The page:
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The Euonymist
Neil Williamson
Infinity Plus, 13 pages

The Euonymist
Neil Williamson
Neil Williamson is a writer and musician, based in Glasgow, Scotland.

Neil Williamson Website
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A review by Sandra Scholes

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Science fiction and fantasy are such narrow terms for what can be accomplished in these genres of writing, and The Euonymist is as broad as one can imagine. It will remind those who have read Ursula K. Le Guin's Earthsea saga about the Rule of Names that featured in it. This story is very similar, except set in a future time beyond that of Le Guin's. Originally appearing in Electric Velocipede #9 in the Fall of 2005, where Calum is set the unenviable task of naming newly discovered planets. Calum is what is known in the field as a Euonymist, as a planet namer, but it isn't as easy as others think, certainly not his uncle or his wife. It is more difficult than that, and he spends most of the plot trying his best to think of these names for something that is sometimes beyond him.

He knows his family hold him in high esteem, but at times he really can't think of any names for some of the simplest looking things, and isn't at all convinced at a family gathering that he's named his own daughter properly as Ellen. He seems to want a distraction from his difficult work. His family provide it in the form of a new species of plant life that is growing in his garden back home. Calum is convinced that it is no ordinary plant, not when it looks so unusual he has to call in the folks from work and have them take a look at it. This isn't the homecoming he expected, but the plant has to be contained and quarantined for inspection as they have no idea what it really is -- only that Calum believes he might have brought it back from a lone planet they had been investigating called Ghessareen. If that is true, then Calum and his family might be in for a shock -- if not, Calum has some new naming to do.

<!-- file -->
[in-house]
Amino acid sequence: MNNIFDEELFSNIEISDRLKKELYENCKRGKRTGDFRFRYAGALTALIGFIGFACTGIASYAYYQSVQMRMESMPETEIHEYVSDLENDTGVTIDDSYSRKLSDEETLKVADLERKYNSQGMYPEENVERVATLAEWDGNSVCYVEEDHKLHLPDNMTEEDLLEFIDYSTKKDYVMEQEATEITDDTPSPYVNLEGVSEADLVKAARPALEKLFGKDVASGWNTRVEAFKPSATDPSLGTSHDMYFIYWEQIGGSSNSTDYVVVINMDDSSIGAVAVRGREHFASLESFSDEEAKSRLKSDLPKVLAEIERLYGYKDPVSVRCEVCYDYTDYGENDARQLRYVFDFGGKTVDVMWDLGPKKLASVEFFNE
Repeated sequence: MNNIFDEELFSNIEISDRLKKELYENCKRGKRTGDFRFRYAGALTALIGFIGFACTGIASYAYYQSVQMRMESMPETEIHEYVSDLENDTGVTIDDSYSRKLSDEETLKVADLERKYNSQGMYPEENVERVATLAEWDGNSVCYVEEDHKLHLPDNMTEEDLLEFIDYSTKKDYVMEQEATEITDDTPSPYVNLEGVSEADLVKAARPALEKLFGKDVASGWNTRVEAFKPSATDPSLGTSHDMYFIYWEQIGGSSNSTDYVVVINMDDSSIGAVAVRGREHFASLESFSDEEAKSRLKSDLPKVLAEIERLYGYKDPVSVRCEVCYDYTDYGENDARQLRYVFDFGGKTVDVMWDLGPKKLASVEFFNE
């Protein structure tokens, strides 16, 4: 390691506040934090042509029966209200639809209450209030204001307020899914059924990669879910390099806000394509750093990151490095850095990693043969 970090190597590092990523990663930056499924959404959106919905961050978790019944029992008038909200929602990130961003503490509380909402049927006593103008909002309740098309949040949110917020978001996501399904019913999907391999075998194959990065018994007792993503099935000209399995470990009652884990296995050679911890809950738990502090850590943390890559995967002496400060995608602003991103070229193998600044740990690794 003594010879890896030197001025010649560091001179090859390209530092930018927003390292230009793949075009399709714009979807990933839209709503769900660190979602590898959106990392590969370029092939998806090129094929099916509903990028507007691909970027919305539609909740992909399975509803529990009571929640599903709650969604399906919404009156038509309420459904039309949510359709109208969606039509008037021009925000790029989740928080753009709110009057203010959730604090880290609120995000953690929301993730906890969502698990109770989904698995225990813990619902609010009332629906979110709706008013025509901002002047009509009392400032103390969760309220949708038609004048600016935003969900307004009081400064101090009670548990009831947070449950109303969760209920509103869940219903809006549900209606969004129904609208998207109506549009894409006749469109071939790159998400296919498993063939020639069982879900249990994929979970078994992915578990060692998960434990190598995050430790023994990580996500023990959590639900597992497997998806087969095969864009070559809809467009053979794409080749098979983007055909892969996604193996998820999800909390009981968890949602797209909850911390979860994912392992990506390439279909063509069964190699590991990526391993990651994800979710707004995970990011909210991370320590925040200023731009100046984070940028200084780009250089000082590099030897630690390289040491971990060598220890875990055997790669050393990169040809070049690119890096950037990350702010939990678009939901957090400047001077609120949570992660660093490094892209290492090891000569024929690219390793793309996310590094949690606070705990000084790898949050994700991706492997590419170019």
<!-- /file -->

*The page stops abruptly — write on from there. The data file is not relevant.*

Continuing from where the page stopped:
It won't be easy for him though, not when he is too used to naming planets -- from planets to plants, that's a different kind of thing in itself.

It isn't so much a science fiction story. It's more about a man who has an important job to do that everyone thinks is great, apart from him. His family adore him for being a space explorer and he seems to have a good relationship with them when he returns from his long missions. But when he comes back this time, he has enough time to think of his career, his job and finds that it doesn't impress him as much as it used to. The naming of names is limited to what he can read in the Lexicon and nothing more and he sees how family life is more beneficial to him than being away for so long without them for company. He has responsibilities at home anyway, a wife and daughter to love and care for. Readers will get the impression he truly misses being at home with his more than grounded Scots family, and they will also laugh out loud when it comes to his naming the plant.

Copyright © 2012 Sandra Scholes

Sandra Scholes believes that everyone is a mixture of optimist and pessimist; the glass can be either half empty or half full depending on your personality at that time. In other news her work can be seen in the British Fantasy Society newsletter, on Active Anime and Fantasy Book Review.


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